Background on E-Waste

Electronic waste, or e-waste, is electronics equipment that isn't properly recycled. Computers, cameras and cell phones are filled with highly toxic materials, like lead, mercury, cadmium and brominated flame retardants. To make matters worse, much of our e-waste is recycled (often illegally) overseas using sub-standard methods that do more harm than good.

The amount of old electronics that are discarded every year is rapidly increasing. With lower prices and rapidly changing technology, computers, phones and TVs now have very short life spans. In many countries, e-waste is the fastest growing type of trash.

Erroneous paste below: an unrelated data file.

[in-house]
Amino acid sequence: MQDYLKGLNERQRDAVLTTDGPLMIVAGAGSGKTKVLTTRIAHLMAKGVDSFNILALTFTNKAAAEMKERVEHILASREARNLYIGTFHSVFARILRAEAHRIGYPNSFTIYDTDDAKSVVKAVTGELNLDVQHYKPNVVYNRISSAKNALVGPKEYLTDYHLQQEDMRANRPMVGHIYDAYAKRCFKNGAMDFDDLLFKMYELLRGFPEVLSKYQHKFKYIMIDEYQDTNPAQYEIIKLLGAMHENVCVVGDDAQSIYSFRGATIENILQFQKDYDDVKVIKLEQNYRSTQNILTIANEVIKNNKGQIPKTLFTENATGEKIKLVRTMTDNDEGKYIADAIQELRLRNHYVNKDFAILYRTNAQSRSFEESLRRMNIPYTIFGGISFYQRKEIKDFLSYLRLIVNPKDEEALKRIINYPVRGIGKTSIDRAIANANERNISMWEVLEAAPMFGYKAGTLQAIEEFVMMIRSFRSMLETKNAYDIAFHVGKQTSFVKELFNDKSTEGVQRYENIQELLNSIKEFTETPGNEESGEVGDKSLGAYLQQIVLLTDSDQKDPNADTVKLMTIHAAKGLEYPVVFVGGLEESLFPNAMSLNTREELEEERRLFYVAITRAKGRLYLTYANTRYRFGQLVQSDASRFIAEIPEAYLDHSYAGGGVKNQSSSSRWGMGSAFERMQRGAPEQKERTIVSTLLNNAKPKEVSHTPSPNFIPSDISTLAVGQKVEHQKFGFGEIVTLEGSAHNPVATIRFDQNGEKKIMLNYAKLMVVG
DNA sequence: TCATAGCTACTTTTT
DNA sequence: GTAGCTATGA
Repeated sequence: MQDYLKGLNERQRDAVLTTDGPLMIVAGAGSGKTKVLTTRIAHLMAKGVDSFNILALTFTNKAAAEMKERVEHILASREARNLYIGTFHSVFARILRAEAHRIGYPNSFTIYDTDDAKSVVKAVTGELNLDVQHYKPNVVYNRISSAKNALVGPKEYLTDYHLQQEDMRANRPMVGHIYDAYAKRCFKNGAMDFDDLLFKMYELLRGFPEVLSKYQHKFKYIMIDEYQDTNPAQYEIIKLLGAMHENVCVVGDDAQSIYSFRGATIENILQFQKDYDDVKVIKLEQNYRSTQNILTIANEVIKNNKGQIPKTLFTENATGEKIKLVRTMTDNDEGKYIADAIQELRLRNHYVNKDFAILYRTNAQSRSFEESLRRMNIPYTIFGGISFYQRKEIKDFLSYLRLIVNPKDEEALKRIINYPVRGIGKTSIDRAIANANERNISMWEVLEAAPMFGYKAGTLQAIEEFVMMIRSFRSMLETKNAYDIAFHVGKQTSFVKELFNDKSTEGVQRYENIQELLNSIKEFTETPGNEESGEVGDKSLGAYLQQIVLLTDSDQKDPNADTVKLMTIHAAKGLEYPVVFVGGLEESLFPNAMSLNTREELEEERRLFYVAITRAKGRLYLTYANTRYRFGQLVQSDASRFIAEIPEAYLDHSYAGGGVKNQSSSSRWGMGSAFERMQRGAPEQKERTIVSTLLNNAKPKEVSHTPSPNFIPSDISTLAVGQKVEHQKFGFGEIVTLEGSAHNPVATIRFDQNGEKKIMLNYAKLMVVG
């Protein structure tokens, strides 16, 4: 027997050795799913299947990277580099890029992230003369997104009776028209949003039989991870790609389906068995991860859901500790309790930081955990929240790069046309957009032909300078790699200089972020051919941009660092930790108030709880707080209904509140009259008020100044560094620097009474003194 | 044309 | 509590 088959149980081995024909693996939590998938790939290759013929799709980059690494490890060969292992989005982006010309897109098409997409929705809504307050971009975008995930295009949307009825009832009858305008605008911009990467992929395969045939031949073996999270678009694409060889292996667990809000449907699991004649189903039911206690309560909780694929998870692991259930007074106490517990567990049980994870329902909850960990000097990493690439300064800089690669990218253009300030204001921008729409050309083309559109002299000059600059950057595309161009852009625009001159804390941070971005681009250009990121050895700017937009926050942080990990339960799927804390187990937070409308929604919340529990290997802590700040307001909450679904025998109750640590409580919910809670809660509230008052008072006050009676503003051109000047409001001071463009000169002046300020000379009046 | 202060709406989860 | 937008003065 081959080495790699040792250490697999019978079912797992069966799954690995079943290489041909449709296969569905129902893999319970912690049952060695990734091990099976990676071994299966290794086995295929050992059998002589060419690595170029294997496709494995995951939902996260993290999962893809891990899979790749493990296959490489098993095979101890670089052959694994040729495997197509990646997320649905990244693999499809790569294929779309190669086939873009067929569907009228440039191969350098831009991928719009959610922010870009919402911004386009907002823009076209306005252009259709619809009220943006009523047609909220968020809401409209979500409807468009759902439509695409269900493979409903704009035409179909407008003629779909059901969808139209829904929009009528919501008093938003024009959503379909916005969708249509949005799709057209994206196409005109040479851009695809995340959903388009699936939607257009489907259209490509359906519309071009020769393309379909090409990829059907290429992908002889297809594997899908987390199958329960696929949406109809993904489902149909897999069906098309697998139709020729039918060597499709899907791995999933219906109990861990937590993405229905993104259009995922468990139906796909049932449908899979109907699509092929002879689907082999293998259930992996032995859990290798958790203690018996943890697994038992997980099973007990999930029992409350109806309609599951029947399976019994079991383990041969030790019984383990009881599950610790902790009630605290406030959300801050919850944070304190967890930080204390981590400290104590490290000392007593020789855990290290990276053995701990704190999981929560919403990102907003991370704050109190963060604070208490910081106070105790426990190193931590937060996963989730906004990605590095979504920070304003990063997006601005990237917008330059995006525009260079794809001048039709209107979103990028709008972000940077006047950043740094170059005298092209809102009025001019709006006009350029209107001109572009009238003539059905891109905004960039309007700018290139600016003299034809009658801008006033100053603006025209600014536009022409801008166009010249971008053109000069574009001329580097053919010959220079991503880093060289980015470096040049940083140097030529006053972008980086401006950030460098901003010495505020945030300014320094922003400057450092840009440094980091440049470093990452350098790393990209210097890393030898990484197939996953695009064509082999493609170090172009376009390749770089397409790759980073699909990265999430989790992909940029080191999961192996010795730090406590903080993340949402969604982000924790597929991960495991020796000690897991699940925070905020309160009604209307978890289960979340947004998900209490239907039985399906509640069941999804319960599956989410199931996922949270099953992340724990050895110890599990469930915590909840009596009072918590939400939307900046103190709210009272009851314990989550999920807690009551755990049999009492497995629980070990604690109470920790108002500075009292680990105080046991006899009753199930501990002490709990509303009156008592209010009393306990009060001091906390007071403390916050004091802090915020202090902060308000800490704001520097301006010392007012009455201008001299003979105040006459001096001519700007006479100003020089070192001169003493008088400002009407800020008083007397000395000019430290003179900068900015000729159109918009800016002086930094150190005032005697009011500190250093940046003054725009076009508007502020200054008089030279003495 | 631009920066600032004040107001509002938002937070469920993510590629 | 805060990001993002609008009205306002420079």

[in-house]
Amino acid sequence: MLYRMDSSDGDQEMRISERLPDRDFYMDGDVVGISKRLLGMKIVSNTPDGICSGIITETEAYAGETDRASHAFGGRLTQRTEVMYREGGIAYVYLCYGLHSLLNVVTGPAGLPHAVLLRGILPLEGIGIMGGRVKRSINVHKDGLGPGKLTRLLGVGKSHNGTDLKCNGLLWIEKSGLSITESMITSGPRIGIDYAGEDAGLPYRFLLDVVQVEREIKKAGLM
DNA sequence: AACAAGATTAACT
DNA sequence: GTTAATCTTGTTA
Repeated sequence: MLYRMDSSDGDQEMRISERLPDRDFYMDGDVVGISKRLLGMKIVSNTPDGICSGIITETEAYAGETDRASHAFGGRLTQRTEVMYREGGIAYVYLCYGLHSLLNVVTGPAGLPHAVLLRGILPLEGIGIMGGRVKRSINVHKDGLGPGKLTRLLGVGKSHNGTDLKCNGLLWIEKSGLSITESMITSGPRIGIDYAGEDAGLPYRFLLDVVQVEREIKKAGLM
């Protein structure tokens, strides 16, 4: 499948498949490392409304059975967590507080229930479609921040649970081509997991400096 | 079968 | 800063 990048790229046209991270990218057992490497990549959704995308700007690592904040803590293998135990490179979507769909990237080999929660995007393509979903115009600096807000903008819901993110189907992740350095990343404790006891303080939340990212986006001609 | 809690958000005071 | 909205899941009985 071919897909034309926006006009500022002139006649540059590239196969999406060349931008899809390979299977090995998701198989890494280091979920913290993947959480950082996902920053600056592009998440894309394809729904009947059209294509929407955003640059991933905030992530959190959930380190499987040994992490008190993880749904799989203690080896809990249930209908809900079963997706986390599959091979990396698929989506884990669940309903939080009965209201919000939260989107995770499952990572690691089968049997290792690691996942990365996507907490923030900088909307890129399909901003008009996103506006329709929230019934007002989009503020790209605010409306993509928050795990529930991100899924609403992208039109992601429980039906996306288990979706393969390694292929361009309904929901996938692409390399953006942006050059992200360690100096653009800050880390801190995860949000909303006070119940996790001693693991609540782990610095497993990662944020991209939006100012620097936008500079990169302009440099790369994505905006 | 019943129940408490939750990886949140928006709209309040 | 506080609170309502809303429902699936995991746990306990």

As electronics become part of the throw away culture in many developed countries, solutions to the problem have lagged far behind. In the U.S., there is very little regulation of e-waste. Currently less than 20% of U.S. e-waste is recovered for recycling - just 10% of PCs and 14% of TVs. And the upcoming switch to digital TVs is expected to make the problem worse - as people throw away their old televisions, the amount of toxic cathode-ray tubes in landfills will increase. The little e-waste that is recycled in the U.S. is often exported to Asia and Africa, where it's cheaper to process and recycle old electronics. This can pose health risks for people who dissemble the equipment overseas. Even in the European Union, which has tighter waste regulation, it's estimated that of the 8.7 million tons of e-waste created, only 2.1 million tons are recycled.


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